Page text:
A new study on the fortunes and fate of the Gaelic language in Scotland casts serious doubt on its survival in the medium to long-term in the region where it is still spoken.
Researchers say that without intervention Gaelic will no longer be spoken as a community language within a few short years and will be completely replaced by functionally dominant English.
Gaelic was once spoken in the whole of Scotland but is now on UNESCO's list of endangered languages.
The new research, published today on behalf of the University of the Highlands and Islands, was carried out in the only region of Scotland where there is still a Gaelic community - the Western Isles, Staffin in the Isle of Skye and the Isle of Tiree in Argyll and Bute.
According to the 500-page study, the social use and transfer of Gaelic from the older generations to the younger generation in this region are in a state of collapse. In short, the researchers claim, the Gaelic community does not currently have the collective resources to renew itself.
Out of a population of around 28,000, the research indicates that over 14,000 have some ability in Gaelic. When statistically examined, however, the actual number is less than 11,000, the majority of whom are aged 50 and over.
The main findings of the research are:
- Low levels of ability in Gaelic among the young
- Marginal use of the language in most social contexts, except among the elderly
- Marginal presence of Gaelic in schooling
- Indifference of most young people towards the language
- Severely reduced family and community transfer of Gaelic to the younger generation.
The research was carried out using census data for the years 1981-2011, surveys of pre-school children and teenagers, focus groups and public meetings, as well as in-depth questionnaires.
Analysis of the census figures shows a 13% average decline per decade of Gaelic speakers in the research area.
At the 2011 census, 52% of people reported an ability to speak Gaelic compared to 80% at the 1981 census.
The decline of Gaelic is particularly chronic among the young. At the 2011 census, less than 2,000 young people, 42% of those aged between 3 and 17, were reported to have some ability in Gaelic.
In a questionnaire, conducted in 2016, only 1.5% of teenagers reported that they always or mainly speak Gaelic to their friends.
The census figures also show Gaelic is spoken in just 19% of households. The researchers say that this is a considerable impediment to the substantial transfer of Gaelic from the older generations to the younger generation.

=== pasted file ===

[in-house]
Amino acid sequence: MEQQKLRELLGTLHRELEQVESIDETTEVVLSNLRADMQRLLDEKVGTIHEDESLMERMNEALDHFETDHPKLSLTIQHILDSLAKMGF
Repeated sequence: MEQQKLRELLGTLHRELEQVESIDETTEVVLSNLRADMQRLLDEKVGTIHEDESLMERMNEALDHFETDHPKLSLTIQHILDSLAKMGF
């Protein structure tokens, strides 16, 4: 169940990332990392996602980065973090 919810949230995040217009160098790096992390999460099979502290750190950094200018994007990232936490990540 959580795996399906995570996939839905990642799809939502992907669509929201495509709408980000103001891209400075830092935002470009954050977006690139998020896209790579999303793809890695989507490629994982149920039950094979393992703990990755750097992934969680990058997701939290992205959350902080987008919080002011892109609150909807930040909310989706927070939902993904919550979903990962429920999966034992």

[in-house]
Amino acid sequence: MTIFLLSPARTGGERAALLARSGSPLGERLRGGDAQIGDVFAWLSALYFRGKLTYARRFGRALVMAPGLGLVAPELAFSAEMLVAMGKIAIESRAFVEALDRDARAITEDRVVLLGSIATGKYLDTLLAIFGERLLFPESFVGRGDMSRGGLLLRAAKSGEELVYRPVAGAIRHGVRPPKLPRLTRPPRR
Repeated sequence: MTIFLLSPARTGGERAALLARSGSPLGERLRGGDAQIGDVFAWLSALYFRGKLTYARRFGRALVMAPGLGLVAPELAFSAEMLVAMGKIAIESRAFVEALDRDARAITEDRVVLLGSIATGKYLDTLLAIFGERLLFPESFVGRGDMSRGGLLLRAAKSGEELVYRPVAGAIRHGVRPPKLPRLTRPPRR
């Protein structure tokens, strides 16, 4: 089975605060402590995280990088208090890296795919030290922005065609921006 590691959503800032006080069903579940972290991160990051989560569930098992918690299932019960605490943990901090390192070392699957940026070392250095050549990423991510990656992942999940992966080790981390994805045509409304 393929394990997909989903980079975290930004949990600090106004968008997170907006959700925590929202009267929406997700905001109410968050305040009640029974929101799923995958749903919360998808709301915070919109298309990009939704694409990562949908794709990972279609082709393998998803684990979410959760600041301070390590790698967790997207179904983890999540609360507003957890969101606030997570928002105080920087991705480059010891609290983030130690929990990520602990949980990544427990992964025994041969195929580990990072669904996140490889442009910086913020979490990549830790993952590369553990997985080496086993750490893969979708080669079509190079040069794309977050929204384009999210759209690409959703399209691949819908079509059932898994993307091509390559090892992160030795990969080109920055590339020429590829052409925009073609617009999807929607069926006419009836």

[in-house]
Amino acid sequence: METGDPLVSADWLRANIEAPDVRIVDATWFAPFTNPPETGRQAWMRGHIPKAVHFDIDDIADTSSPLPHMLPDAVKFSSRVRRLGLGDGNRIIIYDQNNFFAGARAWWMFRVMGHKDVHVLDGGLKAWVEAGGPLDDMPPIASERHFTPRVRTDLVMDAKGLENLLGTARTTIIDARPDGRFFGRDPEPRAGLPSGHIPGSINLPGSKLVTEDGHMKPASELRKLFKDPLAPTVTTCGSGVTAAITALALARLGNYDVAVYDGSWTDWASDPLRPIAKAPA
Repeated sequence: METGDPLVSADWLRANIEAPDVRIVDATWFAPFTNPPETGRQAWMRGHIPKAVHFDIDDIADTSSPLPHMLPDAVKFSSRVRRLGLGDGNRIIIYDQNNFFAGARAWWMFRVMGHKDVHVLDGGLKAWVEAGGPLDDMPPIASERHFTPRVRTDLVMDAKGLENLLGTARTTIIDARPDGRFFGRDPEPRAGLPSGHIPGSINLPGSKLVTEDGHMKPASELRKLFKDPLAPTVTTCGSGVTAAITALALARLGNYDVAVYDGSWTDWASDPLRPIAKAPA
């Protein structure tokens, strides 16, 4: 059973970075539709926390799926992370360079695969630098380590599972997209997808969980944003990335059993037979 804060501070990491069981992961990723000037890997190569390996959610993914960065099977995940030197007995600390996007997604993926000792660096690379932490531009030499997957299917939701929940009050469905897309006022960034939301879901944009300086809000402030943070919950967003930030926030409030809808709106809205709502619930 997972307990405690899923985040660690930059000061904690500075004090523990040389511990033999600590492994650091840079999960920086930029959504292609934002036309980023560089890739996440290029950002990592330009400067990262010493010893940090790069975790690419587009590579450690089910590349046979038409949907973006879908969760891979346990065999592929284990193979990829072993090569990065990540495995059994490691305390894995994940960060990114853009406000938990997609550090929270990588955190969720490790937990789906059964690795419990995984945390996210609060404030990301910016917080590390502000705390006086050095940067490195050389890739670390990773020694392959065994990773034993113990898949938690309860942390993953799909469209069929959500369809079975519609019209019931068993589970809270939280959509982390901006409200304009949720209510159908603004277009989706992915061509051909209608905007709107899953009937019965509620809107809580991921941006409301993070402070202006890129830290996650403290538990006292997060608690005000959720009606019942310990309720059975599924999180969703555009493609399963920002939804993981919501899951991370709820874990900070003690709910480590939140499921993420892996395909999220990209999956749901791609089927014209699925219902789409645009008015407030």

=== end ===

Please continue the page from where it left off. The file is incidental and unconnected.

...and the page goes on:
Based on the current trajectory, the researchers predict that in this decade the language will reach a "critical threshold of non-viability."
They say that Gaelic will retreat further and irrevocably to marginal aspects of community life, to institutional practice - such as education and the media - and to use among the elderly.
The researchers make several recommendations in order to halt the decline of Gaelic and call for "a re-orientation of public policy and interventions focused at the community level."
Indeed, they claim that current policy is "a significant hindrance" to the preservation and revival of Gaelic.
The researchers' main recommendation is the adoption of a "co-operative model" based on "a comprehensive language-in-society approach."
This would involve establishing a Gaelic Community Trust based in the islands under the direct democratic control of a representative group of community members.
Decision-making would be transferred to this trust from the state-run Bòrd na Gàidhlig (Gaelic Board) which is currently based in Inverness.
This trust would undertake initiatives such as a financial incentive to encourage families to speak Gaelic to their children; renewed Gaelic-based youth group activities; public entertainment through the medium of Gaelic; encouraging Gaelic social enterprises; increasing Gaelic-medium provision in schools; and the provision of language planning strategic advice and support to Gaelic community groups and to the leadership of the trust.
The trust, the researchers claim, would also bring broader socio-economic benefits to the islands, helping to tackle emigration and the lack of employment opportunities, which have been core factors in the decline of Gaelic.
The head of the research team, Irish sociolinguist Prof Conchúr Ó Giollagáin, says it is self-evident that languages survive and thrive in speaker communities rather than at a rootless institutional or symbolic level.
He says that languages require a socio-geographic space, such as a Gaeltacht.
Prof Ó Giollagáin claims that over-emphasis in public policy or discourse on the language-learner sector can result in the neglect of language communities and of the social processes that affect those communities. It can also result in irrelevant or detrimental public policy, he says.
Prof Ó Giollagáin believes that Scottish Gaelic can face up to the challenges to its sustainability if people accept that the status quo is not an option. He claims the new research provides detailed data, a clear diagnosis and a pathway out of the crisis.
The study is available in book form under the title "The Gaelic Crisis in the Vernacular Community: A Comprehensive Sociolinguistic Study of Scottish Gaelic" and is published by Aberdeen University Press.